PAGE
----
Education as a Human Right: The Civil Rights Issue of This Generation

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Common Dreams

Education as a Human Right: The Civil Rights Issue of This Generation

By now it is abundantly clear that the federal government plans to do nothing about enforcing the Fair Housing Act, which was passed in 1968 as a sop to those grieving the assassination of Dr. King, just as it is clear that the Feds plan to do nothing to stop funding the resegregation and cultural neutering of American minority children by corporate reform charter school missionaries.  

When Arne Duncan proclaimed that he had a Rosa Parks moment as he watched the corporate welfare school informercial, "Waiting for Superman," it was clear that the civil rights movement that began in the 1950s with Brown v Board was on its death bed, and that Arne and corporate foundations were standing by with the pillow.

Duncan's own office just released a new study that documents the grisly reality that Obama/Gates policies embellish each year:

Racial minorities are more likely than white students to be suspended from school, to have less access to rigorous math and science classes, and to be taught by lower-paid teachers with less experience, according to comprehensive data released Friday by the data released Friday by the Department of Education’s Office for Civil Rights.

In the first analysis in nearly 15 years of information from all of the country’s 97,000 public schools, the Education Department found a pattern of inequality on a number of fronts, with race as the dividing factor.

Black students are suspended and expelled at three times the rate of white students. A quarter of high schools with the highest percentage of black and Latino students do not offer any Algebra II courses, while a third of those schools do not have any chemistry classes. Black students are more than four times as likely as white students — and Latino students are twice as likely — to attend schools where one out of every five teachers does not meet all state teaching requirements.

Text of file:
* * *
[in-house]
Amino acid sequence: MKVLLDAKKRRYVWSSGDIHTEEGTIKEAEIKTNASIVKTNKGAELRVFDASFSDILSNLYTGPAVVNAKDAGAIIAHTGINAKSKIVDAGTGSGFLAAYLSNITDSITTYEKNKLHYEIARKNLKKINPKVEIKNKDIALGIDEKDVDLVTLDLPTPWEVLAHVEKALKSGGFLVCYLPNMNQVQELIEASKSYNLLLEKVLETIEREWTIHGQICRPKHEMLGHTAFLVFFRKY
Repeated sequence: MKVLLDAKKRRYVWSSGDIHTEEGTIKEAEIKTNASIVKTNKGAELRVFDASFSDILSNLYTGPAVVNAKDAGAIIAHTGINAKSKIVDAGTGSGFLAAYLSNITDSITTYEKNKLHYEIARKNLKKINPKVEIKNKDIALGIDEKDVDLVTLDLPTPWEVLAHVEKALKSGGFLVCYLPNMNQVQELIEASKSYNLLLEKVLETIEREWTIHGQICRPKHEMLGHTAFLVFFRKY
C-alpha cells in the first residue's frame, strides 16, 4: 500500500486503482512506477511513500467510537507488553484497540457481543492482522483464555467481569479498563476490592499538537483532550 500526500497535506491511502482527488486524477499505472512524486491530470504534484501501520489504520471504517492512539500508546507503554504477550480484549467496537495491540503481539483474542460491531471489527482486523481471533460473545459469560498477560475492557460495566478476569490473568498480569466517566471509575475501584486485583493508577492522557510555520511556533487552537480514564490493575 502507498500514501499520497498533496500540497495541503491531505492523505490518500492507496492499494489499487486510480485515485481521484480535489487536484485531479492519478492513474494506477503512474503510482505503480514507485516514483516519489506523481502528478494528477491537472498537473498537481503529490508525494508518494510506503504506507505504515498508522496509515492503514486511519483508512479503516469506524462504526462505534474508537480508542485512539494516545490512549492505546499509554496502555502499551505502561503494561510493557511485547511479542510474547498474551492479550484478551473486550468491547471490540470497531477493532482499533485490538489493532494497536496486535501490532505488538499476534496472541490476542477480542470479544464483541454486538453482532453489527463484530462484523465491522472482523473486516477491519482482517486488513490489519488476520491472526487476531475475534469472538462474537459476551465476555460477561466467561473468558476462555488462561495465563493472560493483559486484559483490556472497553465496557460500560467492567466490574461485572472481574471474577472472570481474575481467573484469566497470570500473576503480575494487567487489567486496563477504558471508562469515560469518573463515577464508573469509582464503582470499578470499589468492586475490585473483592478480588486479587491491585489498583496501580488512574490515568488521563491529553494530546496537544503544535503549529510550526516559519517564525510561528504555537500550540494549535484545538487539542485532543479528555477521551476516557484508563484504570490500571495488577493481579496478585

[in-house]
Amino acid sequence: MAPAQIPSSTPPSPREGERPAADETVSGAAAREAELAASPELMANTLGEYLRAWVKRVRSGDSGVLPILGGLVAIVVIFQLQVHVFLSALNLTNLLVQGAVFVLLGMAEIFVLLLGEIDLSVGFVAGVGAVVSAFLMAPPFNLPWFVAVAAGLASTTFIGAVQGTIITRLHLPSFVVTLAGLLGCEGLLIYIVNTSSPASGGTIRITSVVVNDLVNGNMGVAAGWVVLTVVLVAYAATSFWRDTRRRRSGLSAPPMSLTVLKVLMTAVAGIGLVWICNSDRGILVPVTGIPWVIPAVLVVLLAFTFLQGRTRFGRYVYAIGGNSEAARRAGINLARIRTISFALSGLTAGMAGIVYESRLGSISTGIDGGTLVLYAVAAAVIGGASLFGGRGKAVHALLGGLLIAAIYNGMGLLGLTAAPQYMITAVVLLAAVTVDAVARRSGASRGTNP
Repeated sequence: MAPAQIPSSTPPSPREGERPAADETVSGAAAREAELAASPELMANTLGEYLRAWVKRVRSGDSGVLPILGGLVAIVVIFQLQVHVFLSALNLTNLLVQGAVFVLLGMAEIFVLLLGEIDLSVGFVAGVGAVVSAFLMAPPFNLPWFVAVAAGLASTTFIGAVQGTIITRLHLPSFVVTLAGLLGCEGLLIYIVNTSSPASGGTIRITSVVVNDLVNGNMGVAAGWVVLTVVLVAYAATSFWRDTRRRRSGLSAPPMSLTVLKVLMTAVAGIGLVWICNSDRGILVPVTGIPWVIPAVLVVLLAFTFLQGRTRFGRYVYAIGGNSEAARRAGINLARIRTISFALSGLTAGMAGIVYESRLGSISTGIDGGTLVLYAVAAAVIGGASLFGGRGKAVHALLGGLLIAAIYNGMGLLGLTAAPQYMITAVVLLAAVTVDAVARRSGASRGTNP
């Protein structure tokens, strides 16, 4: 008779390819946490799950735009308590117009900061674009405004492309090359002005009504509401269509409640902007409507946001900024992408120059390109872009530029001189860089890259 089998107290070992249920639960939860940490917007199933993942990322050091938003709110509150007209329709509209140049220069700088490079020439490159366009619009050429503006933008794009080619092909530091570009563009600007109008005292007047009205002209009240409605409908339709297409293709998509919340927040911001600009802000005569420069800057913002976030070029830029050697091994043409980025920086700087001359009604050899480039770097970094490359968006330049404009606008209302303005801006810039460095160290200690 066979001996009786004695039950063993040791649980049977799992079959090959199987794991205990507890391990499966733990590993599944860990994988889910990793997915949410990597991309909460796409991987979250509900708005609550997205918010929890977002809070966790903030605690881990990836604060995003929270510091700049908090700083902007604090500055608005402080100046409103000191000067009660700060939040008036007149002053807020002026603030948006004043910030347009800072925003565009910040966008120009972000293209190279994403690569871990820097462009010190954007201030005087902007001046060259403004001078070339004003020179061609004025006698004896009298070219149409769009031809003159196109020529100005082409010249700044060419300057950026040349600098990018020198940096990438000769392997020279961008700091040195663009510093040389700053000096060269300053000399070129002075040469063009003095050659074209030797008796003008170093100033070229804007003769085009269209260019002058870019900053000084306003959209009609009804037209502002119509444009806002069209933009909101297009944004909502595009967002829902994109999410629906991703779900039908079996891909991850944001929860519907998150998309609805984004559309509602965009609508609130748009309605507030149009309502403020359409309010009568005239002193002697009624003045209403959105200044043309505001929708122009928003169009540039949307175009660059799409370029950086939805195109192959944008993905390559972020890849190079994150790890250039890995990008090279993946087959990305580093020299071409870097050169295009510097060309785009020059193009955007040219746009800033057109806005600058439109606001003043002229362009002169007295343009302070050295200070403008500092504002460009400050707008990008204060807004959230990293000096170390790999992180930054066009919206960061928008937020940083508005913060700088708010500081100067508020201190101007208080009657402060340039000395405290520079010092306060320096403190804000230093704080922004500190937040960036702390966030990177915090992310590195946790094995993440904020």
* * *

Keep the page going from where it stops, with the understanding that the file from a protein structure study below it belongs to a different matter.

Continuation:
The Education Department’s report found that black, Latino, American Indian and Native Alaskan students are three times as likely as white students to attend schools with higher concentrations of first-year teachers. And in nearly a quarter of school districts with at least two high schools, the teacher salary gap between high schools with the highest concentrations of black and Latino students and those with the lowest is more than $5,000 a year.

Timothy Daly, president of the New Teacher Project, a nonprofit that recruits teachers, said that while the data looked at educator experience and credentials, it was also important to look at quality, as measured by test scores, principal observations and student surveys.

“Folks who cannot teach effectively should not be working with low-income or African-American kids, period,” he said, adding that the problem was difficult to resolve because individual districts are allowed to make decisions on how to assign teachers to schools.

As long as we are willing to listen the nitwits like Daly who claim that separate schools are not inherently unequal because they have the test scores to prove it, and that it is the fault of elected school boards that impoverished schools don't have good teachers, then that is how long we will continue the barbarous crusade to replace urban schools with corporate chain gangs inspired by eugenicists, David Levin and Angela Duckworth--who are hellbent on cognitively rewiring children to make them compliant little happy robots, regardless of the sociological truth.

Looking back a hundred years, it is easy to see the human rights violations of the Eugenics Era that began in England and the U. S. and culminated in Hitler's Germany.  It is time to call the egregious and unrepentant abuse of children that is happening right before our eyes in the total compliance apartheid testing camps what it really is: human rights violations.

The human rights restoration of children in schools will be found in American courts or, if not there, then in the world courts.  Human rights has become the civil rights issue of our generation.  It is time to start acting on this realization.

Jim Horn

Jim Horn is Professor of Educational Leadership at Cambridge College, Cambridge, MA. He is also an education blogger at Schools Matter @ the Chalkface and has published widely on issues related to education reform and social justice in education. With co-author, Denise Wilburn, his new book, The Mismeasure of Education, was published in July 2013.

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